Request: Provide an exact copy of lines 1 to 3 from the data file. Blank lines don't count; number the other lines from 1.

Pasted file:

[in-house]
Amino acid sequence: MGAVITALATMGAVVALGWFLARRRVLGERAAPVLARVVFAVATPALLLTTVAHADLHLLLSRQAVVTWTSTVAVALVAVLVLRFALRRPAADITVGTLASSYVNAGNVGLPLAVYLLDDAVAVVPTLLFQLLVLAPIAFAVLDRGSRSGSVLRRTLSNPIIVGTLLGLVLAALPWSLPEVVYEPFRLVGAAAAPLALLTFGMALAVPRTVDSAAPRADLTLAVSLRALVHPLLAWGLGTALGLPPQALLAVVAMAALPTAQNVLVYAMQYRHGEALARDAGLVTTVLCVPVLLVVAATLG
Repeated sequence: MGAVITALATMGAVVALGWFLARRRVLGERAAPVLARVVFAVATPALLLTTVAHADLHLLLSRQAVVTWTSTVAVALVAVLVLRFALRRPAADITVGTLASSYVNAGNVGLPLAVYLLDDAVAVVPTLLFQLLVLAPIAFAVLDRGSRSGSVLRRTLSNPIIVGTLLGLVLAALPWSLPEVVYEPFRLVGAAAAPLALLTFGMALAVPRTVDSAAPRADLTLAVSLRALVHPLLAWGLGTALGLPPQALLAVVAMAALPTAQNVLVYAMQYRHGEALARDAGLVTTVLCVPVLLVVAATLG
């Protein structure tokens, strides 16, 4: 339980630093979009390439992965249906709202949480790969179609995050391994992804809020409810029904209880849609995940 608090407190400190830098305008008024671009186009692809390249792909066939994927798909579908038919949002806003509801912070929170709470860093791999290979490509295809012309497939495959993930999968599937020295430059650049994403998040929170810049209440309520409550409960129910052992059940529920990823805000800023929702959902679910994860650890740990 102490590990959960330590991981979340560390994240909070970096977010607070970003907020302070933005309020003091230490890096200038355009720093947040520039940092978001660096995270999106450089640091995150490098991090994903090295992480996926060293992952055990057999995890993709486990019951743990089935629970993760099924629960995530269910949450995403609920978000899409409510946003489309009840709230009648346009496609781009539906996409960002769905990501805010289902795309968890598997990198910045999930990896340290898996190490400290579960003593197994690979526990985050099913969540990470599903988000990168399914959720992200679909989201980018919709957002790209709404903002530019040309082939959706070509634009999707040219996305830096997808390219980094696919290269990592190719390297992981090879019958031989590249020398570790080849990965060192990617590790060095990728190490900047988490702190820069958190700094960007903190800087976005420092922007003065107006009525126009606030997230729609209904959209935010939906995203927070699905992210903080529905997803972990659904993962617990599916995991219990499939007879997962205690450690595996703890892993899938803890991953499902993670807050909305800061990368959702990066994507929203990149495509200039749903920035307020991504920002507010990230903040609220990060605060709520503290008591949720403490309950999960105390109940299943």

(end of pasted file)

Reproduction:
[in-house]
Amino acid sequence: MGAVITALATMGAVVALGWFLARRRVLGERAAPVLARVVFAVATPALLLTTVAHADLHLLLSRQAVVTWTSTVAVALVAVLVLRFALRRPAADITVGTLASSYVNAGNVGLPLAVYLLDDAVAVVPTLLFQLLVLAPIAFAVLDRGSRSGSVLRRTLSNPIIVGTLLGLVLAALPWSLPEVVYEPFRLVGAAAAPLALLTFGMALAVPRTVDSAAPRADLTLAVSLRALVHPLLAWGLGTALGLPPQALLAVVAMAALPTAQNVLVYAMQYRHGEALARDAGLVTTVLCVPVLLVVAATLG
Repeated sequence: MGAVITALATMGAVVALGWFLARRRVLGERAAPVLARVVFAVATPALLLTTVAHADLHLLLSRQAVVTWTSTVAVALVAVLVLRFALRRPAADITVGTLASSYVNAGNVGLPLAVYLLDDAVAVVPTLLFQLLVLAPIAFAVLDRGSRSGSVLRRTLSNPIIVGTLLGLVLAALPWSLPEVVYEPFRLVGAAAAPLALLTFGMALAVPRTVDSAAPRADLTLAVSLRALVHPLLAWGLGTALGLPPQALLAVVAMAALPTAQNVLVYAMQYRHGEALARDAGLVTTVLCVPVLLVVAATLG